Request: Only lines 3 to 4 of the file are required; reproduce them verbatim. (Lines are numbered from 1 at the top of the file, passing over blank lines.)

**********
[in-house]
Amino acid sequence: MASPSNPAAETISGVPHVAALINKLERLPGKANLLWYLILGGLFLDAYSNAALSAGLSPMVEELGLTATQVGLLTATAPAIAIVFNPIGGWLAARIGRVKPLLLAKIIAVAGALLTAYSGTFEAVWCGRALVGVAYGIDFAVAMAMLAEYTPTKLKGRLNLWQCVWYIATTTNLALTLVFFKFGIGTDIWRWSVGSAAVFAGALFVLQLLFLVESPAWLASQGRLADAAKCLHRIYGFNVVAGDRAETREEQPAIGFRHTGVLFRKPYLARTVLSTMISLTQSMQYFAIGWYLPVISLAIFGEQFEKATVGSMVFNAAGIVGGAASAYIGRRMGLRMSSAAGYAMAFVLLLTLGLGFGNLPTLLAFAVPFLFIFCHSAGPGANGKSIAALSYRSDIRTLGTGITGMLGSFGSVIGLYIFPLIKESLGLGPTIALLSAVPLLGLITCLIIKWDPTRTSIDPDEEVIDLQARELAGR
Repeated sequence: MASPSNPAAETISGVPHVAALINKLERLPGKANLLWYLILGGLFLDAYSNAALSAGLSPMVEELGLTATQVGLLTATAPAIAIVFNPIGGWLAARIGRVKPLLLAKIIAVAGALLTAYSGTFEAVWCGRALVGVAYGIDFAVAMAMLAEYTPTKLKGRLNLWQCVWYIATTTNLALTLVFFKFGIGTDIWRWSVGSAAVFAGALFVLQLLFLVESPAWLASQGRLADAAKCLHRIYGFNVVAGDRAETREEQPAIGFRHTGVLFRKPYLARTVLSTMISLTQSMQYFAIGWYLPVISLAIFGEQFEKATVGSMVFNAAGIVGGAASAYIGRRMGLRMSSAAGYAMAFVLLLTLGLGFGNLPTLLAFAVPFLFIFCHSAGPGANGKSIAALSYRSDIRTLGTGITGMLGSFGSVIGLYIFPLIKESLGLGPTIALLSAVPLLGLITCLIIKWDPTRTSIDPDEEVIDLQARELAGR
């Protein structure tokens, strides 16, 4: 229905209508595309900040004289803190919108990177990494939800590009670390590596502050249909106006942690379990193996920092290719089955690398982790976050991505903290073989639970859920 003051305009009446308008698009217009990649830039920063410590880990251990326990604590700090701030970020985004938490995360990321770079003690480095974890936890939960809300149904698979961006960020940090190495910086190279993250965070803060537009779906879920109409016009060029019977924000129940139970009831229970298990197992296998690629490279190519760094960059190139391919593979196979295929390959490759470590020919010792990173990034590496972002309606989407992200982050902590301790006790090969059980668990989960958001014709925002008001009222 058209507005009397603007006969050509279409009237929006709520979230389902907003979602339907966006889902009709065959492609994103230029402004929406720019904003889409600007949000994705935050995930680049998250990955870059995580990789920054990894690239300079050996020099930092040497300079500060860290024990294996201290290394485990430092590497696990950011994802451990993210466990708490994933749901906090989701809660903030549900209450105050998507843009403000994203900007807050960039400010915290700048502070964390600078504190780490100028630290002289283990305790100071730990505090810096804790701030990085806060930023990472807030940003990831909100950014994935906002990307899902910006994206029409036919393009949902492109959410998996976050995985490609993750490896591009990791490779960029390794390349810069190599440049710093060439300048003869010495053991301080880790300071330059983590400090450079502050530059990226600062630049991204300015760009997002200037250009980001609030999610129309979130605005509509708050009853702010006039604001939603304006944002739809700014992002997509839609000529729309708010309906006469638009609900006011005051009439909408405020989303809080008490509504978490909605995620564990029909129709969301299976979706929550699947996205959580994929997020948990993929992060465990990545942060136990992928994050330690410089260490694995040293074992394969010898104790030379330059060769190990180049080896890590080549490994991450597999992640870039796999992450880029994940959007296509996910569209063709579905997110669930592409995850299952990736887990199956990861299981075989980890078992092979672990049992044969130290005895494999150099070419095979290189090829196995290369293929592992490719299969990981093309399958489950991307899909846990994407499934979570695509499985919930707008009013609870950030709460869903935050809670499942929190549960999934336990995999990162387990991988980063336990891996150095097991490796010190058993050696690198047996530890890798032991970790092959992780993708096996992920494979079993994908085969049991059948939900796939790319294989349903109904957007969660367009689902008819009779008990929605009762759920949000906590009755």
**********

Repeated sequence: MASPSNPAAETISGVPHVAALINKLERLPGKANLLWYLILGGLFLDAYSNAALSAGLSPMVEELGLTATQVGLLTATAPAIAIVFNPIGGWLAARIGRVKPLLLAKIIAVAGALLTAYSGTFEAVWCGRALVGVAYGIDFAVAMAMLAEYTPTKLKGRLNLWQCVWYIATTTNLALTLVFFKFGIGTDIWRWSVGSAAVFAGALFVLQLLFLVESPAWLASQGRLADAAKCLHRIYGFNVVAGDRAETREEQPAIGFRHTGVLFRKPYLARTVLSTMISLTQSMQYFAIGWYLPVISLAIFGEQFEKATVGSMVFNAAGIVGGAASAYIGRRMGLRMSSAAGYAMAFVLLLTLGLGFGNLPTLLAFAVPFLFIFCHSAGPGANGKSIAALSYRSDIRTLGTGITGMLGSFGSVIGLYIFPLIKESLGLGPTIALLSAVPLLGLITCLIIKWDPTRTSIDPDEEVIDLQARELAGR
């Protein structure tokens, strides 16, 4: 229905209508595309900040004289803190919108990177990494939800590009670390590596502050249909106006942690379990193996920092290719089955690398982790976050991505903290073989639970859920 003051305009009446308008698009217009990649830039920063410590880990251990326990604590700090701030970020985004938490995360990321770079003690480095974890936890939960809300149904698979961006960020940090190495910086190279993250965070803060537009779906879920109409016009060029019977924000129940139970009831229970298990197992296998690629490279190519760094960059190139391919593979196979295929390959490759470590020919010792990173990034590496972002309606989407992200982050902590301790006790090969059980668990989960958001014709925002008001009222 058209507005009397603007006969050509279409009237929006709520979230389902907003979602339907966006889902009709065959492609994103230029402004929406720019904003889409600007949000994705935050995930680049998250990955870059995580990789920054990894690239300079050996020099930092040497300079500060860290024990294996201290290394485990430092590497696990950011994802451990993210466990708490994933749901906090989701809660903030549900209450105050998507843009403000994203900007807050960039400010915290700048502070964390600078504190780490100028630290002289283990305790100071730990505090810096804790701030990085806060930023990472807030940003990831909100950014994935906002990307899902910006994206029409036919393009949902492109959410998996976050995985490609993750490896591009990791490779960029390794390349810069190599440049710093060439300048003869010495053991301080880790300071330059983590400090450079502050530059990226600062630049991204300015760009997002200037250009980001609030999610129309979130605005509509708050009853702010006039604001939603304006944002739809700014992002997509839609000529729309708010309906006469638009609900006011005051009439909408405020989303809080008490509504978490909605995620564990029909129709969301299976979706929550699947996205959580994929997020948990993929992060465990990545942060136990992928994050330690410089260490694995040293074992394969010898104790030379330059060769190990180049080896890590080549490994991450597999992640870039796999992450880029994940959007296509996910569209063709579905997110669930592409995850299952990736887990199956990861299981075989980890078992092979672990049992044969130290005895494999150099070419095979290189090829196995290369293929592992490719299969990981093309399958489950991307899909846990994407499934979570695509499985919930707008009013609870950030709460869903935050809670499942929190549960999934336990995999990162387990991988980063336990891996150095097991490796010190058993050696690198047996530890890798032991970790092959992780993708096996992920494979079993994908085969049991059948939900796939790319294989349903109904957007969660367009689902008819009779008990929605009762759920949000906590009755």